Optimizing Crop Yield With IoT

For a recent hackathon, a group of strangers (now friends!) created Crop Squares — a system designed to optimize crop yield by better tracking weather and soil conditions.

The event was hosted in Madrid called Future Hacks Internet of Things Edition, with the goal to build disruptive IoT solutions to help change the world. In 54 hours.

The concept behind crop squares is to make a graphical user interface using Dizmo that clearly shows the status of your crops in a grid system. For the prototype they used an Arduino Pro Mini with moisture sensors in potted plants to detect moisture levels, while a Raspberry Pi also collected weather data for the area being watched. The Arduino used an ESP8266 WiFi module to transmit the data remotely. To demonstrate how the system could be used in an automated sense, they hooked up another Arduino (this time a Leonardo), to pour water once the moisture levels dropped below a certain threshold.

Crop Squares won the Best Pitch Award as well as the Best Integration of Dizmo — good job guys!

Speaking of moisture sensors — did you know you can build your own using some plaster of paris and nails?

9 thoughts on “Optimizing Crop Yield With IoT

  1. I would have expected the industry is already way ahead of measuring soil moisture and add some water… In hydroponic systems, aren’t there already fully automated nutrition-water-controllers that measure and regulate the temperature, the Ph-value and add fertilizer based on the conductivity of the solution?
    An in order to measure crop growth and development, would they not need to add at least a scale below the pot and/or have a camera mounted to track how much the plant is/was growing over time?
    Shure is a fun project for a little hackathon to set up a such a simple control loop system, but its hardly a “Future Hack” when the market already offers such a solution, is it?

  2. OP here. The project aims to optimize the irrigation of crop fields, which by nature are not hydroponic. Simply put, the idea is to use as little water as possible, with a special focus on developing countries. Adding cameras would add complexity and rise the price of the solution. Im not sure its benefits would outweight the cost, as it not only has to be cost-effective but inexpensive. Answering your last statement: AFAWK there are no solutions that could be 3D printed and assembled using cheap parts such as the plaster probes that James mention, which is the whole point of the project. Maybe we should have put more emphasis on that on the README, will update soon.

    1. you are right, this is expensive nonsense. for soil based systems there are plenty of passive and cheap ways to maintain optimum soil moisture. they are not viable on an agricultural scale due to costs. adding complexity and more costs isn’t an improvement, its a stupid thing that could only be promoted at a know-nothing hack-a-thon. but that is the usual outcome at these events. Followed by some probability of additional exposure and potentially funding by other know nothings. strange world.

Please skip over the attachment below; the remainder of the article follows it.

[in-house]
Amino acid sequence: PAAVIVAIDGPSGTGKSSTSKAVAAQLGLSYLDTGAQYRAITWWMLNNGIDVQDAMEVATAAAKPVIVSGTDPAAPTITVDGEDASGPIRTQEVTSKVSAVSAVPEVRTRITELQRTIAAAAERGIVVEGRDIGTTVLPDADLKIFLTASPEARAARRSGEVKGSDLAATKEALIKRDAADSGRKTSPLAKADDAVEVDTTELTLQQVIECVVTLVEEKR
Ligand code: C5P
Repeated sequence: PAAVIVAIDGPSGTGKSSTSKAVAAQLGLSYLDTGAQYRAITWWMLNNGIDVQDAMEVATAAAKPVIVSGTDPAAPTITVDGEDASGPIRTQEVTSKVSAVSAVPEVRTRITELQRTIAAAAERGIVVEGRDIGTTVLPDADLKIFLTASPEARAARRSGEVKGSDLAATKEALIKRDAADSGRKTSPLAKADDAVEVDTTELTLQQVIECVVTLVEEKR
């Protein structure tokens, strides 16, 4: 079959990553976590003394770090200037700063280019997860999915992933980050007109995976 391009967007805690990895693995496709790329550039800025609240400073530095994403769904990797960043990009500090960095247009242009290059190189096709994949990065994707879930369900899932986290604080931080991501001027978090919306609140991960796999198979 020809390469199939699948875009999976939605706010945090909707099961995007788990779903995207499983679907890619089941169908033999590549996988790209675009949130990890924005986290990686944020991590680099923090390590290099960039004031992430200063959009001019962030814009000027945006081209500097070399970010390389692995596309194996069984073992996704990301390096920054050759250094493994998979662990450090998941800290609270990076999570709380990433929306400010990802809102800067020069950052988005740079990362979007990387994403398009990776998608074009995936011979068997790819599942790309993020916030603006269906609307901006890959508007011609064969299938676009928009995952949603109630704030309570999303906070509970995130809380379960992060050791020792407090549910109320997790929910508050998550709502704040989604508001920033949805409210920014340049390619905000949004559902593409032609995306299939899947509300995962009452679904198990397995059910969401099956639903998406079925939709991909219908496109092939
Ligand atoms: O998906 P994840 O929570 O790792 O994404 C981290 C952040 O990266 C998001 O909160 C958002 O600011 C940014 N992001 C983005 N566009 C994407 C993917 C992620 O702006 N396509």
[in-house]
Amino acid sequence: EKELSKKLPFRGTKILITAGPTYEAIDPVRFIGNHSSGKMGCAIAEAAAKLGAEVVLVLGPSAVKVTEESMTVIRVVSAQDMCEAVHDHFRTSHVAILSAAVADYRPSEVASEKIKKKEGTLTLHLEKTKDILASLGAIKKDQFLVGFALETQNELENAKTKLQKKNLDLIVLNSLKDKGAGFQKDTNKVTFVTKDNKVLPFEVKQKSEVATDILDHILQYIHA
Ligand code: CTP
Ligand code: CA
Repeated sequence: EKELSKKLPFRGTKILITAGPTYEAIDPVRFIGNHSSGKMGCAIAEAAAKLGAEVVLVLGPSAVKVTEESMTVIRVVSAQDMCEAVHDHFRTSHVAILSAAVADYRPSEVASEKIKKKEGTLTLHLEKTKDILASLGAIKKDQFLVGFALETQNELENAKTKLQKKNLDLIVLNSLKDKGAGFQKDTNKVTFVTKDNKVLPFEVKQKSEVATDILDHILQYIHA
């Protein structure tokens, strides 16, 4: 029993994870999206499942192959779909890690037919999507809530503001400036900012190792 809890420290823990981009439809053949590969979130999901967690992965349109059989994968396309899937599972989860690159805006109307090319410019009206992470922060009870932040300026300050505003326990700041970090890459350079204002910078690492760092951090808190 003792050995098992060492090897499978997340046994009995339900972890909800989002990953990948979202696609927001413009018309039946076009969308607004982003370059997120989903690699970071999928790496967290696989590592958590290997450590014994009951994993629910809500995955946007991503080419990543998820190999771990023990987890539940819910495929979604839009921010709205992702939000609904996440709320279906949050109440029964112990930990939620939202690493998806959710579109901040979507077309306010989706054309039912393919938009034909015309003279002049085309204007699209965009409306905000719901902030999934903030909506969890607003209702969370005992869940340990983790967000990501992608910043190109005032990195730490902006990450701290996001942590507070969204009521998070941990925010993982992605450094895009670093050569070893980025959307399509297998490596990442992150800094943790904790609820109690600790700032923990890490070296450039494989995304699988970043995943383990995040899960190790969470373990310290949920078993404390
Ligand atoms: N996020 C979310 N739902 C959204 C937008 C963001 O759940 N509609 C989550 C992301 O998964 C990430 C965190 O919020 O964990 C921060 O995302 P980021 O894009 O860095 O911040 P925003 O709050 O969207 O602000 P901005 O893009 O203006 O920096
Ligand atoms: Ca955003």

3. Interesting project, it may not be commercially useful at the moment but there are many types of farming and crop conditions, and the more research into sensor and automation systems the better.

  4. Five years ago I worked at a start up in the south plains (west Texas and the panhandle) that developed remote irrigation sensors to help growers make better water usage decisions. It was an eye opening experience since I had always thought I would end up working on high tech projects with lases and rocket engines and what not and yet found myself in cotton fields and corn fields.

    I learned this. Farmers mostly know what they are doing without the aid of technology. Though they are mostly dismissed by mainstream society the actual growers who make the decisions have thousands of year of experience to go off of and if they weren’t good at what they do we would have no civilization at all.

    Second. Inserting technology into their economic projections is difficult because literally on a global scale mother nature is involved. Monsoon in India wipes out an entire crop for the year? West Texas cotton prices go through the roof.
    El nino brings rain to an normally poor growing area? Prices drop because of oversupply and you barely break even on expenses.
    Drought hits your area? You take a half million dollar loss and have to be bailed out by your insurance.

    Technology cannot save you from these problems. In closed cell environments like greenhouses or in space maybe but tight margins and the fact that you are dealing with the most powerful force of nature (nature itself) means adding costs to the process will not be welcomed with open arms.

    We learned this lesson the hard way and we had about $10 million to start with.

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